WISCASSET — One hundred and eleven students, community members and representatives from local organizations and businesses participated March 3 in the fourth annual Community Forum on Food Security in Lincoln County.

The event was co-convened by the Morris Farm and Chewonki at the Chewonki Center for Environmental Education and sponsored by Hannaford, the Maine Health Access Foundation, and Morning Glory Natural Foods. The theme for the day was Food is Medicine — Food Security and Health, according to a news release from Morris Farm.

The forum began with an introductory video by Democratic U.S. Rep. Chellie Pingree from Maine’s 1st District welcoming participants to the forum by talking about the Local FARMS Act she helped introduce to the Senate. The bill includes a component that supports programs where doctors can prescribe fruits and vegetables to patients with diet-related diseases. The video was then followed by 12 sessions which included nutrition incentive programs, senior food insecurity, nutrition education in schools, gleaning and engaging youth in food security issues.

A session on child hunger and health in local schools, presented by Erica Davis of Wiscasset Elementary and Gretchen Burleigh-Johnson of Feed Our Scholars, drew a large audience.

“Children experiencing hunger are more likely to have problems with memory and concentration because they do not have the energy to carry out these functions. They show smaller gains in both reading and math and perform poorly on achievement testing. Hunger has also been shown to be a factor in childhood depression, anxiety and withdrawal. In short, food insecurity can impact a child’s day at school academically, behaviorally and socially,” said Davis, according to the release.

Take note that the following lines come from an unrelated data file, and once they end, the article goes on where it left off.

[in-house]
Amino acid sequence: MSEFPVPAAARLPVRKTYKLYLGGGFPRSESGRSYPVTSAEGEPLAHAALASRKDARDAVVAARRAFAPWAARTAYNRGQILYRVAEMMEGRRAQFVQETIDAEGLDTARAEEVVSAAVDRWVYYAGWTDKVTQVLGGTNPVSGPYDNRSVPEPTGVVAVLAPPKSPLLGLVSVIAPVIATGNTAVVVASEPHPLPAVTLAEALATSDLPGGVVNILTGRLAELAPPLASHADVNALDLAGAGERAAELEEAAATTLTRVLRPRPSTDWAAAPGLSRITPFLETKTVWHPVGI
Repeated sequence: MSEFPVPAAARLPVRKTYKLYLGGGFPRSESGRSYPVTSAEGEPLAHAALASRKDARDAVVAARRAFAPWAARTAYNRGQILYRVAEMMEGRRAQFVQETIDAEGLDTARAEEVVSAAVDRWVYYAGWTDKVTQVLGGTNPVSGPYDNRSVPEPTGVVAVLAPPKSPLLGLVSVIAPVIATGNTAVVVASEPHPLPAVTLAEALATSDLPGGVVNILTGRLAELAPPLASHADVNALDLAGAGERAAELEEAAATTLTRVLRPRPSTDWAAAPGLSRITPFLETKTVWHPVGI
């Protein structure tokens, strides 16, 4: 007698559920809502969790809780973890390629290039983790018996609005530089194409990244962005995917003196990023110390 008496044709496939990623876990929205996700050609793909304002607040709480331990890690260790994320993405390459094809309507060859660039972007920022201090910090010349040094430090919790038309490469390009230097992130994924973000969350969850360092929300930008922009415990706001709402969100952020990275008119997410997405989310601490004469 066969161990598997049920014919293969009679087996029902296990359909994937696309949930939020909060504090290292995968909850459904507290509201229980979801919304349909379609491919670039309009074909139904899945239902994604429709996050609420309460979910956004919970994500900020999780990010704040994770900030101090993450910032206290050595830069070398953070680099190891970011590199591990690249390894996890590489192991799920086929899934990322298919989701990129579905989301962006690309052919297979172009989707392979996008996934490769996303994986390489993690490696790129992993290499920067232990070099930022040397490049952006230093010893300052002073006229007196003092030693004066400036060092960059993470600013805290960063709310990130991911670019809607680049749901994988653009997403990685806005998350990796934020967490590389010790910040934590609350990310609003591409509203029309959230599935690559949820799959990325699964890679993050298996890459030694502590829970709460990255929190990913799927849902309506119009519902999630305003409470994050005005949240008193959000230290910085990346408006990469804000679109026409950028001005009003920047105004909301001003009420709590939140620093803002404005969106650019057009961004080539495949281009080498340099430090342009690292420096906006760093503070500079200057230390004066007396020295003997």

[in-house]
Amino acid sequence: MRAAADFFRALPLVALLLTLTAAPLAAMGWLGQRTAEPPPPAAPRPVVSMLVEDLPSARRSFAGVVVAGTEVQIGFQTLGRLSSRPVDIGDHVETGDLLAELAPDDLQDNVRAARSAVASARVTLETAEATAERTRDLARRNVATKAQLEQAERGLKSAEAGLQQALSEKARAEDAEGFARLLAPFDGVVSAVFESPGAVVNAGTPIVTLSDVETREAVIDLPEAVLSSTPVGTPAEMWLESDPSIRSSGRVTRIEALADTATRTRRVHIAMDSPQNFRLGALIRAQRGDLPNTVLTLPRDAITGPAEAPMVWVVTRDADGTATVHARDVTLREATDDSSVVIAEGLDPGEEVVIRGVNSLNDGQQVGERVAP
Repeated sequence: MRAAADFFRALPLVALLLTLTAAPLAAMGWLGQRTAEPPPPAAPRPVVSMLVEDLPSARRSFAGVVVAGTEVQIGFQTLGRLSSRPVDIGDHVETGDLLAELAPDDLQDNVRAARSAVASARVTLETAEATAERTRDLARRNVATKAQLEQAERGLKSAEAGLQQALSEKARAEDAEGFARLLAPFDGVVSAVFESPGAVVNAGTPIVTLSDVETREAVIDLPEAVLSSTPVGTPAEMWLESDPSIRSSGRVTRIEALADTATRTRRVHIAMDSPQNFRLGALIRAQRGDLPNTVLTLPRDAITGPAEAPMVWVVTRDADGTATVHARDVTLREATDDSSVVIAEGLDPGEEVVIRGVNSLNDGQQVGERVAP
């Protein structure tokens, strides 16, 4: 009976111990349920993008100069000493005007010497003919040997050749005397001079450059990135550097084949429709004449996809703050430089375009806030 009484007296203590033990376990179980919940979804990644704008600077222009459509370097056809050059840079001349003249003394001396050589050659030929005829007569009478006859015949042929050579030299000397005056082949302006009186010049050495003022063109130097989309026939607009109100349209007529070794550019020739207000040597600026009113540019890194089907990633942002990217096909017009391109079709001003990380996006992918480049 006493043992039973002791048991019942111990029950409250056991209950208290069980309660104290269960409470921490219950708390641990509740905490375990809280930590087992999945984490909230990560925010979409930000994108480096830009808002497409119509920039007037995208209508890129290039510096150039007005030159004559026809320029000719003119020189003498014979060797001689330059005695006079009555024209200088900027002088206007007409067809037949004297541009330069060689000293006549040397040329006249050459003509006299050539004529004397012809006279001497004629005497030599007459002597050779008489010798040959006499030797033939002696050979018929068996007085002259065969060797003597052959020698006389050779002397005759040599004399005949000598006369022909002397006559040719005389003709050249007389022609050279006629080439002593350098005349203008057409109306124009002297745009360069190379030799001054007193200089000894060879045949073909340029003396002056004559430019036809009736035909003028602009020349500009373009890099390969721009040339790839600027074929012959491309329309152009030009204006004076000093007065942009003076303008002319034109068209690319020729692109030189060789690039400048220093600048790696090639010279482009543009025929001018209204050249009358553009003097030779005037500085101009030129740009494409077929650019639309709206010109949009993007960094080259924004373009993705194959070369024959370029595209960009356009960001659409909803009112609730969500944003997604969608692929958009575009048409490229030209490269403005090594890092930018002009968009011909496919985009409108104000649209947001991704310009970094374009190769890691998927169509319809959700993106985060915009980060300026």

Another session, by Rachel Moyer and Laura Vinal of Good Shepherd Food Bank’s Community Health and Hunger Program and Nicole Ferm of New England Rehabilitation Hospital, described their work with health centers to implement food insecurity screenings for patients which are used to connect people to food resources.

The afternoon consisted of a panel on medical perspectives on food security presented by Dr. Chip Teel of Eldercare Network of Lincoln County and Dr. Tim Golz of Lincoln Medical Partners Family Medicine. Teel discussed health impacts on food insecure seniors, stating that they are 53 percent more likely to have a heart attack and 40 percent more likely to have congestive heart failure than seniors who are food secure. Golz discussed the health impacts of food insecure children and how they are more likely to have weaker immune systems, asthma, pre-diabetes and behavioral issues.

According to Good Shepherd Food Bank, more than 200,000 Mainers are food insecure, meaning they lack regular access to enough nutritious food to live a healthy life. This includes one in four children. Lincoln County statistics are comparable to the rest of the state. This serious issue is largely invisible, but many local groups and individuals are working on solutions to different aspects of the problem. For more information, contact 882-4080 or [email protected]

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